Schema’s can also be altered to fit in particular characteristics of objects or circumstances in a process called ‘accomodation’, where old schemas are altered to better fit the environment also known as ‘disequlibrium’. As Assimilation and accommodation intermingle and change the way children think as they develop (Sheehy, 2016). Piaget believed that this could be explained by his stage of cognitive development in which he describes four stages: 02-yrs sensorimotor, 2-7 years pre-operational, 7-11yrs concrete-operations, 11-15yrs formal-operations. By the time the child has reached the formal operation stage they are able to think logically and develop hypothetically thinking skills that allows them to take on problem solving tasks competently (Sheehy, 2016). Piaget suggested that pre operational children have no concept of ‘conservation’ as their schema has to make adjustments to fit the new experience (Sheehy, 2016). In addition, their comprehension of the world does not allow them to focus on transformations, only on states. This can be seen in the experimental investigations Piaget carried out experiments on children using conservation tasks where the children were asked to answer whether one play-do was larger than the other. Both pieces of play-doh’s were the same quantity, but the shape was altered Children between the ages of 2-6yr olds (Pre-operational stage) showed that egocentrism played dominance in their thinking and they were unable to provide an accurate answer. As the children reached 7-11yr old (Concrete-operational stage) the children had adapted more logical reasoning application and the conservation tasks were understood a little easier (Sheehy, 2016). Piaget believed that by the time children reached 11-15 yrs of age identifiable factors to a problem are able to be solved easier (Woolfolk, A., 2004).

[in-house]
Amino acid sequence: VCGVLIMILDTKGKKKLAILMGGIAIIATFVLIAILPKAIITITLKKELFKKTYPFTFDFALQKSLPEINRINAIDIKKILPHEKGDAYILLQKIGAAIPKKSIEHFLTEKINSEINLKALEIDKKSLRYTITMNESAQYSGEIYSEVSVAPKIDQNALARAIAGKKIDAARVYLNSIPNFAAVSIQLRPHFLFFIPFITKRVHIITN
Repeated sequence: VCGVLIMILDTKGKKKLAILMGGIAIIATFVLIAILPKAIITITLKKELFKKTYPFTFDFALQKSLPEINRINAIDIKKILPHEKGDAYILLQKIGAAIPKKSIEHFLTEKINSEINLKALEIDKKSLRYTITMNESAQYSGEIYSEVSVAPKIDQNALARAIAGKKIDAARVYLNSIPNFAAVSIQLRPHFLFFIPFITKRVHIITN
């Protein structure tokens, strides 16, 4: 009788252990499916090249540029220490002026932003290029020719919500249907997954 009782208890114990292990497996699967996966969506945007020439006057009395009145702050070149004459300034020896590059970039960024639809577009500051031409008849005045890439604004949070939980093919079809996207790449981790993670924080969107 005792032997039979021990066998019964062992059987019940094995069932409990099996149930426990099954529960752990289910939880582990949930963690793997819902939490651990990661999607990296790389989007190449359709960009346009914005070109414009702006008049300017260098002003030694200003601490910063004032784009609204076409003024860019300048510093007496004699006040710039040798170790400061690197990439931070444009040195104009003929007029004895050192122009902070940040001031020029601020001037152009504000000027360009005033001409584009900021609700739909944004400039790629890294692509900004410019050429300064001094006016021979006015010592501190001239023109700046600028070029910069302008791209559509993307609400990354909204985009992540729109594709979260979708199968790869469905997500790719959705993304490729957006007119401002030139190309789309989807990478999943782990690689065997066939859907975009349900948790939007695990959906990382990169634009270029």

Vygotky also believed that there were stage in developemt
Vygotsky’s theories have also promoted separate educational practices for different groups of children for Vygotskys’ ideas have help overcome certain barriers faced within education where there are learning difficulties such as (Children in remorte parts of the work – Online video). Professor mercer
Professor Mercer’s discussion of his research suggests that he holds a social-constructivist view of learning. This can be seen in his comments about the importance of collaboration and the impact he sees the social context of language use as having on children’s cognitive development. However, he also stresses the importance of children working together to solve problems, which seems much closer to Piaget’s later research concerning the importance of ‘equal’ peers working together.
What are the contextual (External) factors that assist piaget and Vygotsky in their theories??
Both Piaget and Vygotsky go to great lengths in proposing……However, when looking at
These experiments provides support for Piagets theory of stage theory of cognitive development.
This is because the play-doh adaption did not fit in to their exsisting schema’s.
they are centered on themselves and will place dominance of their own perception, known as ‘egocentrism’ (REF??).